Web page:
I was getting tired of the heading for the blog, and also have enough posts that some might want to browse by categories. Melissa Donovan whose skill, patience, and advice were so helpful in setting up the blog in the beginning, did the update last night. Hope you like it.
To inaugurate the new look, I want to share a poem by Deborah Friedman, one of the poets of Salon 77 and of my writing group. She’s been doing some terrific writing lately, mostly about her father, who died after a long fight with brain cancer. Here is his picture. Though the topic is dark, her poetry has been so tender and moving. When she read this to our group last Monday, I was sorely jealous.
Where the Deer and the Antelope
If I think too long
about the inside of his coffin
it becomes an eyelid,
pellucid and rosy,
that the sun could bleed through
on those rare mornings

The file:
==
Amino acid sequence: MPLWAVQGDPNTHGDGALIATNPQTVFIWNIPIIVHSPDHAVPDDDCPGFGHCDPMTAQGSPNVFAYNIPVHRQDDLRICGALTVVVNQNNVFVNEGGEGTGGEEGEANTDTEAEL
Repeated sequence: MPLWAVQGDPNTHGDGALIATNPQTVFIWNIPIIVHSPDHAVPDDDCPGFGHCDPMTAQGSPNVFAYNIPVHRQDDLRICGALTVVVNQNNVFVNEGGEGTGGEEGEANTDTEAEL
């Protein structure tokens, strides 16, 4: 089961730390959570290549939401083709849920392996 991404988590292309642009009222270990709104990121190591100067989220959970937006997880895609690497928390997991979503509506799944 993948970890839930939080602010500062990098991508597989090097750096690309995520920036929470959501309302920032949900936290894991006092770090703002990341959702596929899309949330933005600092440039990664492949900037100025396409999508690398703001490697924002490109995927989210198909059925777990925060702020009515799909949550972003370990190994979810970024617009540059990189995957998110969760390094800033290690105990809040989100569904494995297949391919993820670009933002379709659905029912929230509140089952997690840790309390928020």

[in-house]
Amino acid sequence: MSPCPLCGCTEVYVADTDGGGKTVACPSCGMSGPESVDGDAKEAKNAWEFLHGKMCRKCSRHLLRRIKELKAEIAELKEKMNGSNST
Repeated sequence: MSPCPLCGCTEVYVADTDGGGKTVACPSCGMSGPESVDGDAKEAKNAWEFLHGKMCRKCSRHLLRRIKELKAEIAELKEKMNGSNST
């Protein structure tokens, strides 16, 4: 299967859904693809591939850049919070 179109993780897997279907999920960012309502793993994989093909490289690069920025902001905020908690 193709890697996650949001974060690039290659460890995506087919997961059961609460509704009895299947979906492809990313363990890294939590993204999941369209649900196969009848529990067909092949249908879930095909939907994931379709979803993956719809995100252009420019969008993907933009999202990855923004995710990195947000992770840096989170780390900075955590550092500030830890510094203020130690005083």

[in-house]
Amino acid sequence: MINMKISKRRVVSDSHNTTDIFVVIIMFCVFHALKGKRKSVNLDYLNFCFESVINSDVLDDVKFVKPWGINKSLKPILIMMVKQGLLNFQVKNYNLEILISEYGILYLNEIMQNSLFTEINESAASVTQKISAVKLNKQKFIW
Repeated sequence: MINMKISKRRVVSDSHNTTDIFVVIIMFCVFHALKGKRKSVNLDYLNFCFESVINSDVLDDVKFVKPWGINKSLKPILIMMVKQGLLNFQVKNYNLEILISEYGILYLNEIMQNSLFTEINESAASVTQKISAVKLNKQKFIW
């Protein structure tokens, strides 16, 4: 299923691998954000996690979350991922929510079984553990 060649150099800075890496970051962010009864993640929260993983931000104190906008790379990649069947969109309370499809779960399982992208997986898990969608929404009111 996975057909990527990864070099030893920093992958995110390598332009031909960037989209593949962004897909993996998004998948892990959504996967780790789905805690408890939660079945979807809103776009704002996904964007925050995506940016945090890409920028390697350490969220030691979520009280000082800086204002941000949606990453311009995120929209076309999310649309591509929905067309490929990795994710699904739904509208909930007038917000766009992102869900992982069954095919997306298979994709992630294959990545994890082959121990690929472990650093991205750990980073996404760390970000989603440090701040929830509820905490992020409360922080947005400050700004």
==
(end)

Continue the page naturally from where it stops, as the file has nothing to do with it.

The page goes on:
when Mount Jacob Cemetery
in Gloucester, Massachusetts
lies undisturbed and empty
of snow and dogs
or of his hands, the last day, nearly purple
and so cold, folded, two lavender pigeons
huddled against January
or of all that which accumulated
in his mouth, not language anymore
but the gummed up juice of frustration
the sweet, unsayable;
words and not-words
churned to a milk he couldn’t swallow
or of his dreaming in garish detail:
running for the train, from the fangs,
on good legs and goutless feet
late, too, too, late
down the aisle of a 747, down
his own throat, to where humming
begins, cowboy lullabies
and cocoa in a tin mug
that he pours, tenderly,
into his boots.
I thought I was done with ironing
but there are tea stains on the skin of the ocean,
a line of paw prints in the sand I follow,
all the way to Marblehead
into the wind.
Take all of it apart.
Pick open the seams,
Everything is still wrinkled